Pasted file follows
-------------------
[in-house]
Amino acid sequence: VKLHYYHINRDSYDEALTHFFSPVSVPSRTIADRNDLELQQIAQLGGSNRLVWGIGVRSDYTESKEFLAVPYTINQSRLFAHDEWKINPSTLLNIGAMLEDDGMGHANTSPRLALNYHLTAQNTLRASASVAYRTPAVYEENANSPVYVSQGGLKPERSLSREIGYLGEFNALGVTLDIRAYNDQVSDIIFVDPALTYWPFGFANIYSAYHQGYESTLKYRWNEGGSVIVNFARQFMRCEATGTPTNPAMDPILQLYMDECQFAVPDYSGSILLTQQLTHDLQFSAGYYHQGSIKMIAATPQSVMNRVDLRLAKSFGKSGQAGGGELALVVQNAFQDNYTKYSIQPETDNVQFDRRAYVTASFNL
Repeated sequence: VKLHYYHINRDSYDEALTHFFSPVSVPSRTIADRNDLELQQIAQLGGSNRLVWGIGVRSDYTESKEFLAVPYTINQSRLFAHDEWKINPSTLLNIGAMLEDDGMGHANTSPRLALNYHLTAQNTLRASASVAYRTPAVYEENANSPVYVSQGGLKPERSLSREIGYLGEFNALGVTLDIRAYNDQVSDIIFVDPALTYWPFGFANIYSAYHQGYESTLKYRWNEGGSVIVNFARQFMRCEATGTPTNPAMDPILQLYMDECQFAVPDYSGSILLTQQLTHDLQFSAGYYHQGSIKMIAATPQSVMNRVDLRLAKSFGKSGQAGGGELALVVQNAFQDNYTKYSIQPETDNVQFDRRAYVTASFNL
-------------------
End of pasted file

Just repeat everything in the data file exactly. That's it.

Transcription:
[in-house]
Amino acid sequence: VKLHYYHINRDSYDEALTHFFSPVSVPSRTIADRNDLELQQIAQLGGSNRLVWGIGVRSDYTESKEFLAVPYTINQSRLFAHDEWKINPSTLLNIGAMLEDDGMGHANTSPRLALNYHLTAQNTLRASASVAYRTPAVYEENANSPVYVSQGGLKPERSLSREIGYLGEFNALGVTLDIRAYNDQVSDIIFVDPALTYWPFGFANIYSAYHQGYESTLKYRWNEGGSVIVNFARQFMRCEATGTPTNPAMDPILQLYMDECQFAVPDYSGSILLTQQLTHDLQFSAGYYHQGSIKMIAATPQSVMNRVDLRLAKSFGKSGQAGGGELALVVQNAFQDNYTKYSIQPETDNVQFDRRAYVTASFNL
Repeated sequence: VKLHYYHINRDSYDEALTHFFSPVSVPSRTIADRNDLELQQIAQLGGSNRLVWGIGVRSDYTESKEFLAVPYTINQSRLFAHDEWKINPSTLLNIGAMLEDDGMGHANTSPRLALNYHLTAQNTLRASASVAYRTPAVYEENANSPVYVSQGGLKPERSLSREIGYLGEFNALGVTLDIRAYNDQVSDIIFVDPALTYWPFGFANIYSAYHQGYESTLKYRWNEGGSVIVNFARQFMRCEATGTPTNPAMDPILQLYMDECQFAVPDYSGSILLTQQLTHDLQFSAGYYHQGSIKMIAATPQSVMNRVDLRLAKSFGKSGQAGGGELALVVQNAFQDNYTKYSIQPETDNVQFDRRAYVTASFNL